Event Horizon - Issue 4

Update for: 1-14 March 2024

The 'Event Horizon' provides regular updates on developments that could impact the risk of conflict escalation. Our core objective is to bring attention to developments that could escalate to strategic level conflicts, including those that might lead to nuclear weapon use.

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Korean Peninsula Final (4)

Image credits: KCNA, 'Republic of Korea' Flickr account.


ROK-US joint exercise

The ROK and the United States carried out the annual Freedom Shield exercise from 4 to 14 March. The exercise included both field and computer-simulated components, designed to counteract nuclear and conventional threats. It comprised a total of 48 field drills, including: [YonhapUSFKNHK]  

  • 7 March: ROK fighter jets engaged aerial targets simulating cruise missiles and dropped guided bombs to destroy simulated artillery pieces. [Yonhap
  • 13 March: ROK fighter jets practised intercepting enemy aircraft and cruise missiles and dropping guided bombs to destroy missile launchers. [Yonhap
  • 14 March: ROK armoured units executed a live-fire exercise near the DMZ in coordination with a combined ROK-US engineering team. [Yonhap
DPRK military drills

DPRK leader Kim Jong Un oversaw a series of KPA training activities on 6, 7 and 13 March. During his inspection, Kim called for intensifying “practical actual war drills” to “control even the slightest attempt [of the enemy] to ignite a war.” The drills included: 

  • 6 March: a live ammunition exercise conducted at a KPA operational training facility. [KCNA
  • 7 March: a live artillery exercise carried out by frontline units with capabilities to target Seoul. [KCNA
  • 13 March: a tank training competition, showcasing the DPRK’s most advanced tanks. [KCNA


US risk assessment on DPRK

The Office of the Director of National Intelligence (ODNI) in the United States has published its 2024 threat assessment, stating that DPRK leader Kim Jong Un “almost certainly has no intentions of negotiating away his nuclear program.” The report assessed that Kim “will continue to pursue nuclear and conventional military capabilities [...] which will enable periodic aggressive actions as he tries to reshape the regional security environment in his favor.” [ODNI]  

United States open to “interim steps” with the DPRK

In efforts to mitigate the nuclear threat from the DPRK, two senior US officials underscored the importance of “interim steps” toward the complete denuclearisation of the Peninsula. “Interim steps” usually refer to incentives encouraging the DPRK to cease its nuclear weapon testing and developments. [Hankyoreh, Yonhap, Yonhap

Taiwan Strait Final (3)

Image credit: 'Taiwan Presidential Office' Flickr account.


Easing of maritime tensions

Tsai Ming-Yen, the Director-General of Taiwan’s National Security Bureau, reported in a Legislative Yuan session that maritime confrontations in the waters surrounding Taiwan’s offshore Kinmen islands have de-escalated since 1 March. Tsai added that no intelligence points to continued tension escalation or an imminent war. [CNARTI

Previously, in late February, China Coast Guard and Taiwan Coast Guard confronted each other in waters near Kinmen after two Chinese fishermen drowned during a chase with the Taiwan Coast Guard. [Event Horizon Issue 3]

US navy operations in Taiwan Strait and Ishigaki visit

On 5 March, a US destroyer navigated through the Taiwan Strait. Subsequently, on 11 March, another US destroyer visited Ishigaki, Japan, marking the first visit by a principal US surface combat vessel to the strategically significant island. Ishigaki lies approximately 160 km from the Senkaku/Diaoyu Islands, contested by both China and Japan, and around 220 km from Taiwan. [US 7th Fleet, NHK, Event Horizon Issue 2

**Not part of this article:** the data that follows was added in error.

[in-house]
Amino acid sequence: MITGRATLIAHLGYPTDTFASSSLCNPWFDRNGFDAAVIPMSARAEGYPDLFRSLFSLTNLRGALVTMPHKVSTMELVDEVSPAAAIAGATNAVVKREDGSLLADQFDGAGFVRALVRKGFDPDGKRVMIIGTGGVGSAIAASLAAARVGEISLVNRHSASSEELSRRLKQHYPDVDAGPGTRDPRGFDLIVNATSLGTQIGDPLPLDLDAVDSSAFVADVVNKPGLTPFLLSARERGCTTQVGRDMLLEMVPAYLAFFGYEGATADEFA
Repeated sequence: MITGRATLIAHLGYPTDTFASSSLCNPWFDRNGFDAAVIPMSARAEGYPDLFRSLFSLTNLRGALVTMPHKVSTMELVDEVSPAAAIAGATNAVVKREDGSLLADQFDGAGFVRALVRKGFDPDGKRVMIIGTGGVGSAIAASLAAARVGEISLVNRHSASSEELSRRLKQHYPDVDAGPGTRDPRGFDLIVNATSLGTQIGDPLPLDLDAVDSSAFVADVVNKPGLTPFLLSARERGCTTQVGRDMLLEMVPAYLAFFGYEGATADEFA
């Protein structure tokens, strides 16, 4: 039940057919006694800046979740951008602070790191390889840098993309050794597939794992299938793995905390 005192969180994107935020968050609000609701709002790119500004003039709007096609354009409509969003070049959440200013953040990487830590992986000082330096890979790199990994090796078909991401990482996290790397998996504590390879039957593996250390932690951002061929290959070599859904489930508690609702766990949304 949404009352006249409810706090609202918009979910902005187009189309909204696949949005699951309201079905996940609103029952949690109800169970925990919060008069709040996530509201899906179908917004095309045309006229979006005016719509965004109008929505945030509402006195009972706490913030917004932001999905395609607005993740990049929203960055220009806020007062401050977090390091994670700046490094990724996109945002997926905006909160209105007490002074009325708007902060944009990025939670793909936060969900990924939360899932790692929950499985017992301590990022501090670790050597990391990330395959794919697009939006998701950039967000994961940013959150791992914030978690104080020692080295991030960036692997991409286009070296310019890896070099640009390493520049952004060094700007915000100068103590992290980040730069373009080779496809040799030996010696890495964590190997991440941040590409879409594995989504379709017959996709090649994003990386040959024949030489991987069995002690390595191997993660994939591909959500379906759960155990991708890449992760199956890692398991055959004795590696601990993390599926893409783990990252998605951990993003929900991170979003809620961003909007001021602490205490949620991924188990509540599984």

Green Berets reportedly start extended deployment in Taiwan

According to Taiwanese media, pursuant to the 2023 US National Defense Authorization Act (NDAA), instructors from the US Army Special Forces, known as the Green Berets, initiated their extended deployment in 2024 on Penghu and Kinmen islands to train amphibious battalions and special forces of the Taiwan army. A Pentagon spokesperson declined to comment on specific training activities but stressed that US support for Taiwan remains aligned against the current threat posed by China. [UDN, TTV, VOA]

Military aids to Taiwan

In its fiscal year 2025 budget proposal for the US Department of State, the White House, for the first time, broke out Taiwan as a specific line item for a 100 million USD package aimed at enhancing Taiwan’s defensive capabilities. Additionally, in the Department of Defense’s budget proposal for 2025, an allocation of 500 million USD is designated to compensate the US military for potential equipment provisions to Taiwan under the 2024 NDAA. These financial requests were publicised shortly after President Joe Biden affirmed in his annual State of the Union address the United States’ commitment to upholding peace and stability across the Taiwan Strait. [US State DepartmentUS DoDWhite House]

According to an annual threat assessment released by the Office of the Director of National Intelligence of the United States, despite slow economic growth, China will continue to induce Taiwan to move toward unification in 2024. [ODNI

Scs Final (3)

Image credit: Philippine Coast Guard 'X' account.


China-Philippine maritime tension escalates

The Philippine Coast Guard (PCG) has reported that vessels from the China Coast Guard (CCG) and Chinese Maritime Militia engaged in confrontations with Philippine vessels on 5 March, employing water cannons and causing collisions to obstruct a resupply mission to the Sierra Madre, a landing ship grounded in 1999 to serve as an outpost at the disputed Ayungin Shoal/Ren’ai Jiao. The CCG stated that, out of humanitarian considerations, it let one of the four Philippine vessels pass as a “special temporary arrangement” and carried out professional law enforcement against the other three. [PIAPCGCCGABS-CBN